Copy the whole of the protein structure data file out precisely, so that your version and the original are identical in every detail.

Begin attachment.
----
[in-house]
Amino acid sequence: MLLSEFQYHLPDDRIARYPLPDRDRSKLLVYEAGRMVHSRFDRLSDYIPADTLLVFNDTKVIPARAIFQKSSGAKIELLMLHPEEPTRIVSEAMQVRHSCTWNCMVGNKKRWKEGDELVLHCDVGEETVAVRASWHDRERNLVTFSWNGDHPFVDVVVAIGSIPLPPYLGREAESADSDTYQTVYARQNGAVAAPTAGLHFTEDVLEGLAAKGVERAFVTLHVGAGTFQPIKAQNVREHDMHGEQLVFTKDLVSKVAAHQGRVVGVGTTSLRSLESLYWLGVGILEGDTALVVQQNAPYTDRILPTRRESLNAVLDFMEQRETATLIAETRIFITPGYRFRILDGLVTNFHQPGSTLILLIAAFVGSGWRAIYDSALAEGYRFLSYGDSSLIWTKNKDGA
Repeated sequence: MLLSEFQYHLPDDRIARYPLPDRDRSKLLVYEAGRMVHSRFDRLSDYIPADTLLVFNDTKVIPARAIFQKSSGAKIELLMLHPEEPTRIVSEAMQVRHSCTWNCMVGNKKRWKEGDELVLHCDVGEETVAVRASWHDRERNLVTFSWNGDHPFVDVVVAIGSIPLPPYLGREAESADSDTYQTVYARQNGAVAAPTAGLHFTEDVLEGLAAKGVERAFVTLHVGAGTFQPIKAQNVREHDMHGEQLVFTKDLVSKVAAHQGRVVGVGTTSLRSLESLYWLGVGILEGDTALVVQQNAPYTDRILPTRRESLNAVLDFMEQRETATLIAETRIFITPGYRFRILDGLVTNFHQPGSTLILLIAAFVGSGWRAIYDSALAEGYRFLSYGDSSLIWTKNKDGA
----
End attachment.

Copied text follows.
[in-house]
Amino acid sequence: MLLSEFQYHLPDDRIARYPLPDRDRSKLLVYEAGRMVHSRFDRLSDYIPADTLLVFNDTKVIPARAIFQKSSGAKIELLMLHPEEPTRIVSEAMQVRHSCTWNCMVGNKKRWKEGDELVLHCDVGEETVAVRASWHDRERNLVTFSWNGDHPFVDVVVAIGSIPLPPYLGREAESADSDTYQTVYARQNGAVAAPTAGLHFTEDVLEGLAAKGVERAFVTLHVGAGTFQPIKAQNVREHDMHGEQLVFTKDLVSKVAAHQGRVVGVGTTSLRSLESLYWLGVGILEGDTALVVQQNAPYTDRILPTRRESLNAVLDFMEQRETATLIAETRIFITPGYRFRILDGLVTNFHQPGSTLILLIAAFVGSGWRAIYDSALAEGYRFLSYGDSSLIWTKNKDGA
Repeated sequence: MLLSEFQYHLPDDRIARYPLPDRDRSKLLVYEAGRMVHSRFDRLSDYIPADTLLVFNDTKVIPARAIFQKSSGAKIELLMLHPEEPTRIVSEAMQVRHSCTWNCMVGNKKRWKEGDELVLHCDVGEETVAVRASWHDRERNLVTFSWNGDHPFVDVVVAIGSIPLPPYLGREAESADSDTYQTVYARQNGAVAAPTAGLHFTEDVLEGLAAKGVERAFVTLHVGAGTFQPIKAQNVREHDMHGEQLVFTKDLVSKVAAHQGRVVGVGTTSLRSLESLYWLGVGILEGDTALVVQQNAPYTDRILPTRRESLNAVLDFMEQRETATLIAETRIFITPGYRFRILDGLVTNFHQPGSTLILLIAAFVGSGWRAIYDSALAEGYRFLSYGDSSLIWTKNKDGA